This study was undertaken to compare the prevalence of antibiotic resistant bacteria (ARB) in manure, soil and dog fecal samples collected from swine farms using antibiotics (AU) and not using antibiotics (NAU) sub-therapeutically. A total of 12 farms (6 of each type) were surveyed for this study. All samples were screened for the presence of ARB by plating on Mueller Hinton II agar with or without antibiotic (tetracycline, tylosin, or monensin). Results showed a significantly higher (p<0.05) prevalence of tetracycline resistant bacteria (TCr) and monensin resistant bacteria (MONr) in manure samples from AU farms than from NAU farms. However, there was no significant difference in the prevalence of tylosin resistant bacteria (TYLr) in manure samples between AU and NAU farms. Also, the difference in the prevalence of TCr, TYLr and MONr in either soil or dog fecal samples between the two types of farm was non-significant. Antimicrobial susceptibility profile of common Gram negative bacterial isolates from these samples showed only small differences between AU and NAU farms. In general, isolates from AU farms showed higher resistance to ampicillin, spectinomycin, tetracycline and sulphonamides. E. coli isolates from dog fecal sample had significantly higher resistance from the AU than the NAU farms thus raising some concerns on the potential of ARB spread to humans on the farm. We also conclude that higher prevalence of ARB in swine manure samples from AU farms is not spreading to the terrestrial environment following land application of manure.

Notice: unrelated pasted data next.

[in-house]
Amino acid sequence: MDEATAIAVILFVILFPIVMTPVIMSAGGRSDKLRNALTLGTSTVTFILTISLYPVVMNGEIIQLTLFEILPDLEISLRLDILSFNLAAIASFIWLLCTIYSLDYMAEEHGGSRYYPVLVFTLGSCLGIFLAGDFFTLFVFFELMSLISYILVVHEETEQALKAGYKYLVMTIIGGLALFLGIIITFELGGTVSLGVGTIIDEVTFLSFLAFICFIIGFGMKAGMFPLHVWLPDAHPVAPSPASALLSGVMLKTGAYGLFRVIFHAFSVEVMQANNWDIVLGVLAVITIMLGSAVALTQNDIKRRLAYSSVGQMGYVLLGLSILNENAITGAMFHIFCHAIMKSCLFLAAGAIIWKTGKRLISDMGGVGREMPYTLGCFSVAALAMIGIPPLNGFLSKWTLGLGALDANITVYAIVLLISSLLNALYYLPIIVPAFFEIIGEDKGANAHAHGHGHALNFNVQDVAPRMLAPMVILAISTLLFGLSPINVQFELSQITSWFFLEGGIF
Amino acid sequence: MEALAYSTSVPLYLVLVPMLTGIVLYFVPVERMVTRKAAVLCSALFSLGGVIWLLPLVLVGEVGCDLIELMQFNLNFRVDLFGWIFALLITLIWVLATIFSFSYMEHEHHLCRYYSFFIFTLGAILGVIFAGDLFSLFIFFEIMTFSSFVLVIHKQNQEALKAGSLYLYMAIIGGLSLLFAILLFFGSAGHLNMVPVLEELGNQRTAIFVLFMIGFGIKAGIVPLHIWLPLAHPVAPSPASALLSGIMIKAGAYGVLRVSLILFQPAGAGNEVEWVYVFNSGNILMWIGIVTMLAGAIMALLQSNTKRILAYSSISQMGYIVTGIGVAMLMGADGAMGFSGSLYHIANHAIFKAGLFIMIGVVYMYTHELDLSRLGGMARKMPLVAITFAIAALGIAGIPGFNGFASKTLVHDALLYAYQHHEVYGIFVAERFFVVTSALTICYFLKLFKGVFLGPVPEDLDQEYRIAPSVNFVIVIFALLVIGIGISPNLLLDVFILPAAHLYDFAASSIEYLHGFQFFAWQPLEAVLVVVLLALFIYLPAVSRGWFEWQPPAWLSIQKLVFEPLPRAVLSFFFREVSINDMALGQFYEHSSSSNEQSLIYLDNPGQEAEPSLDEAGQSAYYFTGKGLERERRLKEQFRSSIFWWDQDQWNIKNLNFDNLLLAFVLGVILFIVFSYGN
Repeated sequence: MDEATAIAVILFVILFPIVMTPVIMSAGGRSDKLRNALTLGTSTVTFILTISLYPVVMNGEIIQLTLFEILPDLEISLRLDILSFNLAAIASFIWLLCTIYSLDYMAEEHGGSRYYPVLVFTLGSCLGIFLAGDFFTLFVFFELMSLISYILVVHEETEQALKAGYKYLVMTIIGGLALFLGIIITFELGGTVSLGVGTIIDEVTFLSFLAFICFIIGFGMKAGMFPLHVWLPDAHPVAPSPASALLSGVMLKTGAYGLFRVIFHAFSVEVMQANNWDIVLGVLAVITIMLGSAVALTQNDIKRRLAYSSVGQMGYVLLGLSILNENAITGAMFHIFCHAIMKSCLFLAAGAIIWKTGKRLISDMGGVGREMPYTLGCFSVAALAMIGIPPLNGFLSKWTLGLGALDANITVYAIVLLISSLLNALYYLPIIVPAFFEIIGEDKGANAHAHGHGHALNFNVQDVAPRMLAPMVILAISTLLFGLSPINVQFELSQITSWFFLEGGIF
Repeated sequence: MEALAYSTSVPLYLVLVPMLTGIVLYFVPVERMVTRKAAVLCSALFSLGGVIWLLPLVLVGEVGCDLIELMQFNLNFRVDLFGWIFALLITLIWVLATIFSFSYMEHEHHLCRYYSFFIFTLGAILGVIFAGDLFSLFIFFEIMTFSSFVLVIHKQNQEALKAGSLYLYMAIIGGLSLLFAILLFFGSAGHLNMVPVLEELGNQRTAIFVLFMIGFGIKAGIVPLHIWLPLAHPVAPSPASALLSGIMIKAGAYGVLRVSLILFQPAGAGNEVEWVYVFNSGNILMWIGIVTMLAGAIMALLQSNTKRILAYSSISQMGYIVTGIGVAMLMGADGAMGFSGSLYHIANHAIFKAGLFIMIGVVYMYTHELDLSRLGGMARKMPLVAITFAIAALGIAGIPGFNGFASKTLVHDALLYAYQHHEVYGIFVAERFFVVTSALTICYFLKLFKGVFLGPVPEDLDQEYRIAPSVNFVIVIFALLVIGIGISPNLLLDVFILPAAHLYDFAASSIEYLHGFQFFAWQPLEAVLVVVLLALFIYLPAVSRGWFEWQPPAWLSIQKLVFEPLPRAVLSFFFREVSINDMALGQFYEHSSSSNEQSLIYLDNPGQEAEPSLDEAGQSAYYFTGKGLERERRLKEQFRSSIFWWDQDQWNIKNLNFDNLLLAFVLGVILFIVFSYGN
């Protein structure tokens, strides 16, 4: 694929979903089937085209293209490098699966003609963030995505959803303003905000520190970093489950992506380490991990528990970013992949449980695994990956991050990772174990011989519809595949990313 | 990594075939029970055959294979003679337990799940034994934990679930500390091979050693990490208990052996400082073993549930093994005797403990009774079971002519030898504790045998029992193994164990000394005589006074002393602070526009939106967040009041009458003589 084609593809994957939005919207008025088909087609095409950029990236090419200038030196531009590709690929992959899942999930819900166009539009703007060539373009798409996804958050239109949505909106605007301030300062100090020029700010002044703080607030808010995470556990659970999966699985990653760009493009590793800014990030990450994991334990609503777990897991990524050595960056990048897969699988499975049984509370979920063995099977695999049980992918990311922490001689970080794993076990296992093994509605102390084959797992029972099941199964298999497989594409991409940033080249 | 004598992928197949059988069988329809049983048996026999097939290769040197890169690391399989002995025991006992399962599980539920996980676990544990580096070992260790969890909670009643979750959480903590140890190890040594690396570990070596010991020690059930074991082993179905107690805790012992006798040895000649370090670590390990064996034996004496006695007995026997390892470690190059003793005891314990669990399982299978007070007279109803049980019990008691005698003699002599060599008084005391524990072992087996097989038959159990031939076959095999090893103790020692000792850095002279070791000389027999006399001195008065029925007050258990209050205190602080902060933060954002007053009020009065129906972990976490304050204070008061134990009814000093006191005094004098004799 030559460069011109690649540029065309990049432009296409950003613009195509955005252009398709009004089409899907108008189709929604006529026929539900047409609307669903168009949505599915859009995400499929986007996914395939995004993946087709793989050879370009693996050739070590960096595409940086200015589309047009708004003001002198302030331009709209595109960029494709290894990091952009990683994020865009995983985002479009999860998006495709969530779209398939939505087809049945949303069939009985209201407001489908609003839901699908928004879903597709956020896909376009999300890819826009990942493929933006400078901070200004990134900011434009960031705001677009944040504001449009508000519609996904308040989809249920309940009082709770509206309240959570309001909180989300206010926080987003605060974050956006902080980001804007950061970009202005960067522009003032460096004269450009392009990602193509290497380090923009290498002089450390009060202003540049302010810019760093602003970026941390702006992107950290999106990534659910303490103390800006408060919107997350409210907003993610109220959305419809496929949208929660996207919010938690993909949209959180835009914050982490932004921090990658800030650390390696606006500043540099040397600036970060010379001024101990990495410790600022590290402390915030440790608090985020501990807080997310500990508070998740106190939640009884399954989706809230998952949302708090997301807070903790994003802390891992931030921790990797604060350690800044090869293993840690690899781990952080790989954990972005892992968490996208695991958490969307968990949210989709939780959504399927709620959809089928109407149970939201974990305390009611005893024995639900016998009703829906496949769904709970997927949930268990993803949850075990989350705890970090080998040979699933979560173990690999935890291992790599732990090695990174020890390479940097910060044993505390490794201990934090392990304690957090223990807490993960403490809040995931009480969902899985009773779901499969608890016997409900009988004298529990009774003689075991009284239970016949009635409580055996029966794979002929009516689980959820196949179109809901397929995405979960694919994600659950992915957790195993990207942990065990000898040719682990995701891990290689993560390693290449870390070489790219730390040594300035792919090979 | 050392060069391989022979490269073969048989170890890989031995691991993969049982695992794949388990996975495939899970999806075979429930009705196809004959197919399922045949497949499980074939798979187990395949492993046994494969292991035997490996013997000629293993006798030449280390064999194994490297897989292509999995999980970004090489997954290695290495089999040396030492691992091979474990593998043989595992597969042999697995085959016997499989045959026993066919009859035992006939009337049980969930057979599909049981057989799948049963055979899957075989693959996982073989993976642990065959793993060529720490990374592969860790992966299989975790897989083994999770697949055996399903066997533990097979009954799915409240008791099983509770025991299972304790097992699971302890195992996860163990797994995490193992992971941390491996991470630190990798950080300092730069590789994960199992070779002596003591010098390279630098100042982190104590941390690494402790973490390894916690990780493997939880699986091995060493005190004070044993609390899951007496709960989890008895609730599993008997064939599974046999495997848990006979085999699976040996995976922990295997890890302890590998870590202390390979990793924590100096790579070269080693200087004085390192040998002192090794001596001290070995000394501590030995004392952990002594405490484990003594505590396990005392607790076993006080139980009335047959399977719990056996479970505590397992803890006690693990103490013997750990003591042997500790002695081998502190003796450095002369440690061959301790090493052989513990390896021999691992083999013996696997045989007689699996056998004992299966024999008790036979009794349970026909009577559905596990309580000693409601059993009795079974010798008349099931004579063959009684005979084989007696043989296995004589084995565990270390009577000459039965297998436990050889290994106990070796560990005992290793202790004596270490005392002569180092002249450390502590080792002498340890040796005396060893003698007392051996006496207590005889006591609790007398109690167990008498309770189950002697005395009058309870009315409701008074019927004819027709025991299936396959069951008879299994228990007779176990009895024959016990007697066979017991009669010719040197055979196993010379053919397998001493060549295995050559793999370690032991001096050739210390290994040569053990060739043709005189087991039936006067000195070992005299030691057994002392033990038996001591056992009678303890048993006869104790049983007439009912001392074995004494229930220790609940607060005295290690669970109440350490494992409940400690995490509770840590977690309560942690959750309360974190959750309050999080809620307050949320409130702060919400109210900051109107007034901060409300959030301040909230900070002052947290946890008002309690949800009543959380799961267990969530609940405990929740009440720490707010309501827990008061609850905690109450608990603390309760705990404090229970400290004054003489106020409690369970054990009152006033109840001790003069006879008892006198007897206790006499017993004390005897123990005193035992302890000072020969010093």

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- Antibiotic resistant bacteria
- Dog feces
- Swine farms